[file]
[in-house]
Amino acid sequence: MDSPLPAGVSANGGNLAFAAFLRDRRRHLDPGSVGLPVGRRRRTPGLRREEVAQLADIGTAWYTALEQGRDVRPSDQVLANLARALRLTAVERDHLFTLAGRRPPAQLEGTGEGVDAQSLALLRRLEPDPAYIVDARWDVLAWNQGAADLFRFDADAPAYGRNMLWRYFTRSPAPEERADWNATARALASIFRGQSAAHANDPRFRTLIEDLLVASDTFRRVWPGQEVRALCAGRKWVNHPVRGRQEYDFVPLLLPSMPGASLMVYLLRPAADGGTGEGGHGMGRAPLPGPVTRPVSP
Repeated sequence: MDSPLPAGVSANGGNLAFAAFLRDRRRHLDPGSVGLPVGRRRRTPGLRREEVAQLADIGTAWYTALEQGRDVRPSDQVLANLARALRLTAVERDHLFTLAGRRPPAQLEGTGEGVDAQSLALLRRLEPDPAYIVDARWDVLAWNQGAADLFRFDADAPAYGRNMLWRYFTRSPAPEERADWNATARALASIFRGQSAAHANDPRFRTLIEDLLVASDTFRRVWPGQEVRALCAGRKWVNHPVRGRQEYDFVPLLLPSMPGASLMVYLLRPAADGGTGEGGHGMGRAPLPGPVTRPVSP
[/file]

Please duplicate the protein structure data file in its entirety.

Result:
[in-house]
Amino acid sequence: MDSPLPAGVSANGGNLAFAAFLRDRRRHLDPGSVGLPVGRRRRTPGLRREEVAQLADIGTAWYTALEQGRDVRPSDQVLANLARALRLTAVERDHLFTLAGRRPPAQLEGTGEGVDAQSLALLRRLEPDPAYIVDARWDVLAWNQGAADLFRFDADAPAYGRNMLWRYFTRSPAPEERADWNATARALASIFRGQSAAHANDPRFRTLIEDLLVASDTFRRVWPGQEVRALCAGRKWVNHPVRGRQEYDFVPLLLPSMPGASLMVYLLRPAADGGTGEGGHGMGRAPLPGPVTRPVSP
Repeated sequence: MDSPLPAGVSANGGNLAFAAFLRDRRRHLDPGSVGLPVGRRRRTPGLRREEVAQLADIGTAWYTALEQGRDVRPSDQVLANLARALRLTAVERDHLFTLAGRRPPAQLEGTGEGVDAQSLALLRRLEPDPAYIVDARWDVLAWNQGAADLFRFDADAPAYGRNMLWRYFTRSPAPEERADWNATARALASIFRGQSAAHANDPRFRTLIEDLLVASDTFRRVWPGQEVRALCAGRKWVNHPVRGRQEYDFVPLLLPSMPGASLMVYLLRPAADGGTGEGGHGMGRAPLPGPVTRPVSP